ALMA telescope unveils rapid formation of new stars in distant galaxies
Researchers have found that 'starburst' galaxies in the Universe 9 billion years ago were more efficient at forming stars than average galaxies today.
'Starburst' galaxies display unusually huge bursts of newly-formed stars and are likely caused by a collision between two large galaxies. A new study published in Astrophysical Journal letters on October 15, led by John Silverman at the Kavli Institute for the Physics and Mathematics of the Universe, has helped to understand exactly why such huge bursts of star formation occur. The researchers used the new, sensitive Atacama Large Millimeter Array (ALMA) in Chile to study carbon monoxide (CO) gas in seven starburst galaxies that existed when the Universe was only four billion years old. They found that the amount of CO gas in these galaxies is not special, but that these galaxies seem to be particularly efficient at turning their gas into stars. This study also relied on a variety of powerful telescopes available through the COSMOS survey, including the Spitzer Observatory, the Herschel Observatory and the Subaru Telescope. Read the press release here.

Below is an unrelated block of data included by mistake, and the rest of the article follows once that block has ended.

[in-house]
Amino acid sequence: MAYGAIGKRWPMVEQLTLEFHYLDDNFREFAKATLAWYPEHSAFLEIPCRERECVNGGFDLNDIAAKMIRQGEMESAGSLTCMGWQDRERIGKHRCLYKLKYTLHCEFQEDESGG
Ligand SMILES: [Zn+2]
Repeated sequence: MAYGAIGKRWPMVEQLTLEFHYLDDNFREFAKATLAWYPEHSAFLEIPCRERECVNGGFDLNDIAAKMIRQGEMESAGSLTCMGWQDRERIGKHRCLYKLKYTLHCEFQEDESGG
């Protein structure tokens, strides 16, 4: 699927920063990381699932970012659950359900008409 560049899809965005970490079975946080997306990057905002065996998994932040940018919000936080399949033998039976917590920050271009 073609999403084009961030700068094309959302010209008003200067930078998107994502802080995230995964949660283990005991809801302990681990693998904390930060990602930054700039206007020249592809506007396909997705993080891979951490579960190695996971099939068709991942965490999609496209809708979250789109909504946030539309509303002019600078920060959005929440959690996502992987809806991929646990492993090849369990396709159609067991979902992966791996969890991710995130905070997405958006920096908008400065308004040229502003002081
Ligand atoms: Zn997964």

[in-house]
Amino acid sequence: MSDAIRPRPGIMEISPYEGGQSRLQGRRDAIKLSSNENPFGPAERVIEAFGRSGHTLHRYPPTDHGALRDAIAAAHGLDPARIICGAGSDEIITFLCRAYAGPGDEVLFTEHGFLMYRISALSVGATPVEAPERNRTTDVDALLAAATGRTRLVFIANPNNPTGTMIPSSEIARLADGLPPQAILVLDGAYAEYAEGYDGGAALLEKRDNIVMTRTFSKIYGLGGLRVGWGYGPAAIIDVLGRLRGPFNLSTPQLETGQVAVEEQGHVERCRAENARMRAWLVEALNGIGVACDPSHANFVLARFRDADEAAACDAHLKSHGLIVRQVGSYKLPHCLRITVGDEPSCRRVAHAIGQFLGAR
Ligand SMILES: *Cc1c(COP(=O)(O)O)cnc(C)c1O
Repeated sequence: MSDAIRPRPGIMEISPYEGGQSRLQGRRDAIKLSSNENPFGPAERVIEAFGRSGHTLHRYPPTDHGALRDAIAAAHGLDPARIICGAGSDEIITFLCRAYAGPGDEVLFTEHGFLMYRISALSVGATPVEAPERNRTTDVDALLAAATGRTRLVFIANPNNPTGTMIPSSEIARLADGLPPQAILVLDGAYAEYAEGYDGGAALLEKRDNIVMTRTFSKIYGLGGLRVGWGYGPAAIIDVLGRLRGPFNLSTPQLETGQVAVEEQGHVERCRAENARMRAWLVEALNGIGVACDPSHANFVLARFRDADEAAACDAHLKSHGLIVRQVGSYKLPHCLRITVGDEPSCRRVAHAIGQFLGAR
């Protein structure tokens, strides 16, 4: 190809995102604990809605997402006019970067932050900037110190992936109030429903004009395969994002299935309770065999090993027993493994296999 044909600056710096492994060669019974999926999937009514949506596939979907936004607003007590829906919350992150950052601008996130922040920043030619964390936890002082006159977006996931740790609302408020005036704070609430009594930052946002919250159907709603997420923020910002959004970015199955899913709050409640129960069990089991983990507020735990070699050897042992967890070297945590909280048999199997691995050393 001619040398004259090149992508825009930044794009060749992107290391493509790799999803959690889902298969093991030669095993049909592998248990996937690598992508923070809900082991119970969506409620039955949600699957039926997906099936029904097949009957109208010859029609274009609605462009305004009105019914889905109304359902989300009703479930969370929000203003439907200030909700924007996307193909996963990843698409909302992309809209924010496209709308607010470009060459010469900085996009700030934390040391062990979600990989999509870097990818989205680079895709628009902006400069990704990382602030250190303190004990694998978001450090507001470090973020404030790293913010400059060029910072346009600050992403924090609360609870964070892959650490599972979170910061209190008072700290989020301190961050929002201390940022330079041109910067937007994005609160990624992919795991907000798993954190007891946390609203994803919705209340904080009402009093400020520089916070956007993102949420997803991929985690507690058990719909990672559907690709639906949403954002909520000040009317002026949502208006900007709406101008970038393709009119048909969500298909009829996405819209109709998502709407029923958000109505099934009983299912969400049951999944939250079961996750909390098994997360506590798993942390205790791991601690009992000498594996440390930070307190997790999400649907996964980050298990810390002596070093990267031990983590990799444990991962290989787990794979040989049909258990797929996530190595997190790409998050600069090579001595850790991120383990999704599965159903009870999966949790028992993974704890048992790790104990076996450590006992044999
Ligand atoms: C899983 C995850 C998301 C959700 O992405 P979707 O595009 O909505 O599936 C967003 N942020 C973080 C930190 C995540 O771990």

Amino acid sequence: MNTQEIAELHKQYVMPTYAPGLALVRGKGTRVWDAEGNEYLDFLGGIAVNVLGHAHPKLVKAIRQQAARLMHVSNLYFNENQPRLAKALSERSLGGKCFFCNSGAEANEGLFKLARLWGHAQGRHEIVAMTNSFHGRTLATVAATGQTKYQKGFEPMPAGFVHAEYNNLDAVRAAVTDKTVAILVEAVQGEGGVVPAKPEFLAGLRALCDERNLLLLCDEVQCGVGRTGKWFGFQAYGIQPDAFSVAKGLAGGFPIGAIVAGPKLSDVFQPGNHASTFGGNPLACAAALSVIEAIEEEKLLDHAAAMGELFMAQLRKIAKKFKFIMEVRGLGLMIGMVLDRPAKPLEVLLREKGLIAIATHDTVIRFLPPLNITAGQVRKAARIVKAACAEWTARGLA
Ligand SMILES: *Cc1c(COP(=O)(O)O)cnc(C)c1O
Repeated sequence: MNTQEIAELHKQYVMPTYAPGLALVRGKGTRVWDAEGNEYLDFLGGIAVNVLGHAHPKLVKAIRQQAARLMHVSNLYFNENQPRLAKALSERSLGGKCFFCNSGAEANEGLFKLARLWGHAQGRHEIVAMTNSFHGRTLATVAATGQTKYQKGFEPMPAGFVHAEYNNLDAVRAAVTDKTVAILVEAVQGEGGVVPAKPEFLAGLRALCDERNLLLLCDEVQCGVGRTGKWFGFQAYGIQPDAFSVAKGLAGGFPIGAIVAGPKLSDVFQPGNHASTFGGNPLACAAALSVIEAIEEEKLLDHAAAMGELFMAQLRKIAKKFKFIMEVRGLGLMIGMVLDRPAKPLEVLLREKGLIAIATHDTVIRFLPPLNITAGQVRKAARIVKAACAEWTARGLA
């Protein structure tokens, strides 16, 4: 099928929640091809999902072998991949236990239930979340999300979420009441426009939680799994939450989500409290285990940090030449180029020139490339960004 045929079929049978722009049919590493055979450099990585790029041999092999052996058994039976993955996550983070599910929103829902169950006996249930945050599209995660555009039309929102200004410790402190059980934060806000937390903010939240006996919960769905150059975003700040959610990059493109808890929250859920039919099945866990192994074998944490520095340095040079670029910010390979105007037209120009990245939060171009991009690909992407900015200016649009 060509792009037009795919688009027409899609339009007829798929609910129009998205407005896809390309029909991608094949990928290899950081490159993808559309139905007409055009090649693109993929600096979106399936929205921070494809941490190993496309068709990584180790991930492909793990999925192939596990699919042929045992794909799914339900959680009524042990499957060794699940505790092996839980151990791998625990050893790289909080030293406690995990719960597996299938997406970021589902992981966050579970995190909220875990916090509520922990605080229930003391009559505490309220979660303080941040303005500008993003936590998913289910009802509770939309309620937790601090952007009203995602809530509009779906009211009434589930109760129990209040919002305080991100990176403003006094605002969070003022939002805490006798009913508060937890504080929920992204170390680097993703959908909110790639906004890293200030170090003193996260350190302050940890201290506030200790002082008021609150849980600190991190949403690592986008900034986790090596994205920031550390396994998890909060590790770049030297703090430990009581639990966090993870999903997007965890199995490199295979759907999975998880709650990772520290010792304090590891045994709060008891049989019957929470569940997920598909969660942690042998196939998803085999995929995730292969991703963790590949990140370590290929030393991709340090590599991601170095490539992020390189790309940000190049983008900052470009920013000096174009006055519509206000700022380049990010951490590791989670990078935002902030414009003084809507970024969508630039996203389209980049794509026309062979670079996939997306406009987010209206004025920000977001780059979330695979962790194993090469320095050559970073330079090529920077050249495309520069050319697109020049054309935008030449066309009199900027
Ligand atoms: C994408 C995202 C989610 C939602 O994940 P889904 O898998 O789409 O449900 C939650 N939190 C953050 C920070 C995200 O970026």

This UV image from Hubble shows the result of two massive galaxies colliding. The blue contours show data from ALMA and reveal where bursts of star formation are occuring within dust clouds.